Wednesday, April 30, 2008


As I was going upstairs this afternoon I released one of the Olympian belches in which I take understandable pride, the reverberatory qualities of the staircase giving the emission a power that surprised even me, and plunging me back in time to the life-changing moment during my college days - the Spring of ’65, I think it was – when I first encountered a fellow student I came to greatly admire, the guy who inspired me to take on the lifelong challenge that is The Way of the Belch.

I never spoke to him directly, since my ears were always ringing when I saw him, but like anyone else who ever spent any time in his vicinity I must have asked someone Who is that guy, because I seem to recall that his first name might have been Paul; in any case, his skill far outshone whatever mere human appellation it was that failed to capture the reality. I’m sure many others from those university days remember the fellow; his presence, when he imposed it, was impossible to ignore.

My first and unforgettable experience of his vicinity was in the jam-packed Washington Tavern late on a Friday afternoon, when the uproar of intense student conversation was suddenly rendered churchlike by a sound that resembled an F-14 taking off with afterburners, just a short distance away. Whoever had emitted it must be writhing on the floor with internal injuries.

Ears ringing, I turned in reflex toward the source of the awesomeness, and beheld an unassuming guy standing there with a bland look on his face and a just-emptied glass of draft beer in his hand. He was a tall, slim, pale, unassuming type of fellow, light brown hair cut short, plain half-sleeved shirt and chinos, geeky glasses, probably a business major, I wouldn’t even recognize him in the yearbook today; his skill was so overwhelming it seemed to erase physical particulars, or at least way minimize their importance.

On several occasions over the next few years I would be at a raucous party when, from somewhere in the deafening crowd came a deep, wide and rumbling, earsplitting eructation that brought the whole place to a standstill, jaws dropping in awe at what their owners had just heard, the ensuing silence slowly filling with Who is that guys. As time will have it, one day I graduated, and I have never heard the like since.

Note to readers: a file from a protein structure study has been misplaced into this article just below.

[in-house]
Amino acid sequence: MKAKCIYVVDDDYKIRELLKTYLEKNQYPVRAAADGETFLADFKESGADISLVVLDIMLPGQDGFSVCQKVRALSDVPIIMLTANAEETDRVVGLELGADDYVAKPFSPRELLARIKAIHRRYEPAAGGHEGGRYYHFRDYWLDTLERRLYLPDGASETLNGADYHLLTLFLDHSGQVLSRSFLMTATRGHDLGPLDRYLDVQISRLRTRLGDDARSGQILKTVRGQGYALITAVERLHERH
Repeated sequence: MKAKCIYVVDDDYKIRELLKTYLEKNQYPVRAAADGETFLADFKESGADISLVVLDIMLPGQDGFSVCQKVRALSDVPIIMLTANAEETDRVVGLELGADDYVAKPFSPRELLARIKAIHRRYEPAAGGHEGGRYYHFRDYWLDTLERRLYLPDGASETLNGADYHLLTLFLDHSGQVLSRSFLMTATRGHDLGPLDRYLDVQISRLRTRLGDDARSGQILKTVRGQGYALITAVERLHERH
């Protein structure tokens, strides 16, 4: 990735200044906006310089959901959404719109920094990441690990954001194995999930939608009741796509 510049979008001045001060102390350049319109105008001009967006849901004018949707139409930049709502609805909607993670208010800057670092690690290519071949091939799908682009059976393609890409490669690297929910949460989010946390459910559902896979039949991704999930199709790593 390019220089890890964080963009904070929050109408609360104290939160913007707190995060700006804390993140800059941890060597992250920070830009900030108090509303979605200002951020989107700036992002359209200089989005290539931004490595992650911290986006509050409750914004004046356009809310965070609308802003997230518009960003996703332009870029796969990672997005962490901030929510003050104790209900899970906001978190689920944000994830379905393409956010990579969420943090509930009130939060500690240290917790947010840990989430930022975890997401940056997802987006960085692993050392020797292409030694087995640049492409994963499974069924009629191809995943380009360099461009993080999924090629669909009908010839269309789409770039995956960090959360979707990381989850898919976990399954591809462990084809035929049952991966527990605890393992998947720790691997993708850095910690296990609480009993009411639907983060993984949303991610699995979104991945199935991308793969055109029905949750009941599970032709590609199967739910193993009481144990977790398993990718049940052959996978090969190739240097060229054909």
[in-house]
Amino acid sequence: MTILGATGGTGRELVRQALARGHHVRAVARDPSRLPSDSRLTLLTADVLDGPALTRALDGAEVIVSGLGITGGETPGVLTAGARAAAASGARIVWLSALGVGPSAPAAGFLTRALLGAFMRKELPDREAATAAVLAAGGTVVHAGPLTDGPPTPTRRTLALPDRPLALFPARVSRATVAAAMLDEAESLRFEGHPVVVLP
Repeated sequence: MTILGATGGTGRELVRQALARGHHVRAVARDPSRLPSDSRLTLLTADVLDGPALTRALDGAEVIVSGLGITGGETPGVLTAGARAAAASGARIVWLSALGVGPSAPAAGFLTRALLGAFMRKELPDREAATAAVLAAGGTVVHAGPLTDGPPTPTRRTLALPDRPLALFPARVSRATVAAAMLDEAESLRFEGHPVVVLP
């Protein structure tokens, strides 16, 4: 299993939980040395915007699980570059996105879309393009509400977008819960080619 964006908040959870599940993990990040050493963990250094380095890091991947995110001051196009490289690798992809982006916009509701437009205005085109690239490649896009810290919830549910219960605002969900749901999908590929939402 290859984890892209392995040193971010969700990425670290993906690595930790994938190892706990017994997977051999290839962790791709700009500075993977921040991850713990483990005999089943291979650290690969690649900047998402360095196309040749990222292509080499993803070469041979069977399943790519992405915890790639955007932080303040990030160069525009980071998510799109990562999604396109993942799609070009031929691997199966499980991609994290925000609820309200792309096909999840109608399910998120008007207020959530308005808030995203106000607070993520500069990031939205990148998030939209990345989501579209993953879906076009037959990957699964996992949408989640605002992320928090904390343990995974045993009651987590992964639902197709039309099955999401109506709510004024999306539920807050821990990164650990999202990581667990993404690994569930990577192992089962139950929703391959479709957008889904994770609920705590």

Deeply inspired by those thunderous experiences, over the years I have sought to approach that sonic summit. I haven’t done too badly at it, if I do say so myself; indeed, in the occasional delusion that time affords I’ve often even dared surmise that I might have equaled the master himself on one or two occasions. But if the truth be known, despite valiant effort I have never brought even a small noisy room to a standstill, let alone the entire Washington Tavern on a Friday afternoon during school year or its equivalent. That accolade still belongs for all eternity to Paul, if that’s his name, wherever he is and whatever he’s doing for a living now, with whichever distant secondary skill he’s fallen back on. I can’t imagine he ever stayed silent, though, given the magnitude of his mastery; he’s likely brought quite a few board meetings to a standstill.

Funny, the memories that can roar out of the silence on a Spring afternoon almost half a century later.


Winston said...

Yes, funny how the memories get triggered... Your story brought to mind a guy named Ray from my high school class who was to flatulence what Paul was to belching. Further expansion on Ray's talent would not be acceptable for a family oriented blog, though I will say that the funniest story about him had to do with a dare (double-dog, as I recall), a Zippo lighter, and the smell of singed hair...

Kay Dennison said...

LOL!!! I never cease to be amazed at the pride of males in such accomplishments. We gals were intimidated, berated or beaten into "acting like a lady" and such things discouraged.

One of my best memories is of the day I, age 10, walked into my school and Sister Mary Steel Ruler
asked in horror at the huge black eye adorning my face:

"What happened to you?"
"Stick in the face, Sister."
"You're no lady!"
"Yes, sister."

Hockey is more fun than ballet. I still believe that.